The parallel interface provides the signals and hardware to transfer data one character at a time (8 bits in parallel) between the CPU and a device, usually a printer. The signals consist of 8 data lines and 9 handshaking (status and control) lines. The hardware (latches and buffers for the data, status and control signals, and logic to connect them to the internal data bus and to address them as I/O ports via the address bus) is located on a printer adapter card that plugs into an I/O slot. The signals to and from the printer, shown in Table 13-1, are available on a 25-pin female D-shell connector on the printer adapter. Up to 3 printer adapters may be installed; the addresses available for the data, status, and control ports of an adapter are shown in Table 13-2. BIOS determines (during the restart initialization) which addresses have printer adapters installed; DX = 0 to 2 is then used within BIOS to refer to the printer adapters that were found to be present.
Table 13-1. Signals on 25-pin Printer Connector (pin numbers)
|Data Signals [to device]||Status Signals [from device]||Control Signals [to device]|
|Out of Paper||(12)||~Initialize||(16)|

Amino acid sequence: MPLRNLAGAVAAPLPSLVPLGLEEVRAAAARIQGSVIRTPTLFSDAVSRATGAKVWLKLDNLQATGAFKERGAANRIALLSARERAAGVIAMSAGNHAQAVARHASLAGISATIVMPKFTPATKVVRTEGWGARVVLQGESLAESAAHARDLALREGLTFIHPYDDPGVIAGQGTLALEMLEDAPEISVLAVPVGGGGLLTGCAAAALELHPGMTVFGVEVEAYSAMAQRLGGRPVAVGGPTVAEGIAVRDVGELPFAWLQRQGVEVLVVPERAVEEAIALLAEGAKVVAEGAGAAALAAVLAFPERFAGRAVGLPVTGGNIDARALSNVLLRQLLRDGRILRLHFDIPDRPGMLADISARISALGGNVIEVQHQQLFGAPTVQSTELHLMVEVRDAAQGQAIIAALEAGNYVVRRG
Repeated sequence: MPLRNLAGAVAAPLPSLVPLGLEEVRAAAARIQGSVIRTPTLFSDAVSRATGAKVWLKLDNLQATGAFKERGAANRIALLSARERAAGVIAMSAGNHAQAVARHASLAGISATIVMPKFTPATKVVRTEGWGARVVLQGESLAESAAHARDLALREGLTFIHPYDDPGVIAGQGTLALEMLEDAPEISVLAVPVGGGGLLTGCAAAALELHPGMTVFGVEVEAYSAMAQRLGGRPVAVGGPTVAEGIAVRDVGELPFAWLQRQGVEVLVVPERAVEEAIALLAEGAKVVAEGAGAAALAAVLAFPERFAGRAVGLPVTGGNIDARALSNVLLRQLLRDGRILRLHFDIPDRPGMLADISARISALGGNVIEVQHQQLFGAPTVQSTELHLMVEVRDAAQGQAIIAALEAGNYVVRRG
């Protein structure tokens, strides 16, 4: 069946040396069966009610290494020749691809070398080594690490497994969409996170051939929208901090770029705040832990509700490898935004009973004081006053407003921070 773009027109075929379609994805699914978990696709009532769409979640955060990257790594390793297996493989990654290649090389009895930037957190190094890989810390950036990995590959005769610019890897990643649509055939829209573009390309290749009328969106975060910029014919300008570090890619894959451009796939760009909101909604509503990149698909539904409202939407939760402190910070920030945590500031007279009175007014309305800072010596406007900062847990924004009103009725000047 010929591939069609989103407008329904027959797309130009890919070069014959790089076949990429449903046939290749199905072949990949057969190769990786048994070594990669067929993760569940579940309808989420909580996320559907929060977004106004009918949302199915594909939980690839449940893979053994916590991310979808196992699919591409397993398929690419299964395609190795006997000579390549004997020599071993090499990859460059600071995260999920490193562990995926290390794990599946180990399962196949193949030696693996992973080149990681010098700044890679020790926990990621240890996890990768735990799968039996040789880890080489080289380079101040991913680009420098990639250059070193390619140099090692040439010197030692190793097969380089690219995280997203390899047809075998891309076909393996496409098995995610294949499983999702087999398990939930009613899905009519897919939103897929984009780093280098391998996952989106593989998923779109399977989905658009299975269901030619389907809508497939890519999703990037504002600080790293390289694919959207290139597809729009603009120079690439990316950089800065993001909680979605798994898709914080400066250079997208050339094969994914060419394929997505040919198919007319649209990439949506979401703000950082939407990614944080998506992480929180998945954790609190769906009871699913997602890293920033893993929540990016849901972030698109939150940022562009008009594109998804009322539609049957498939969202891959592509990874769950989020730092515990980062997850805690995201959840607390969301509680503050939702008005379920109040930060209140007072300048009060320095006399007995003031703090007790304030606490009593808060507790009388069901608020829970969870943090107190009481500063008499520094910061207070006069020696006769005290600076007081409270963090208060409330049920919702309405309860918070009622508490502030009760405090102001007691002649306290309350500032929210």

Table 13-2. I/O Port Addresses (in hexadecimal) for Printer Adapter Buffer Registers
|Data Port||Status Port||Control Port|
|Monochrome Display / Printer Adapter||03BC||03BD||03BE|
The printer is assumed to use the "Centronics" protocol, shown in Figure 13-1. The printer sets BUSY high while it is processing a character; BUSY may also be high because the printer is disconnected, off-line, or in an error state.
In the polled mode of printing, the character bits are put on the DATA lines, BUSY is tested repeatedly until it is found to be low, then the ~STROBE pulse is sent. The printer sets BUSY high when the character data have been latched and sets it low again when the character has been processed. (The Centronics protocol specifies that the DATA lines be stable from at least 500 ns before to at least 500 ns after the ~STROBE pulse, and the ~STROBE pulse be at least 500 ns long. These times may of course be shortened for a specific printer, at the risk of loss of generality.) Programs using the polled mode should include a "timeout" counter to guard against a permanent BUSY condition. BIOS calls and DOS functions use this mode for printing.
In the interrupt-driven mode of printing, the positive-going edge of the ~ACKNOWLEDGE signal is used to cause an interrupt 0Fh via the IRQ7 line to the Interrupt Controller; the Interrupt Handler can send a new character to the printer whenever it is invoked, since ACKNOWLEDGE indicates that the previous character has been processed. The DOS command PRINT uses this mode to spool and print files.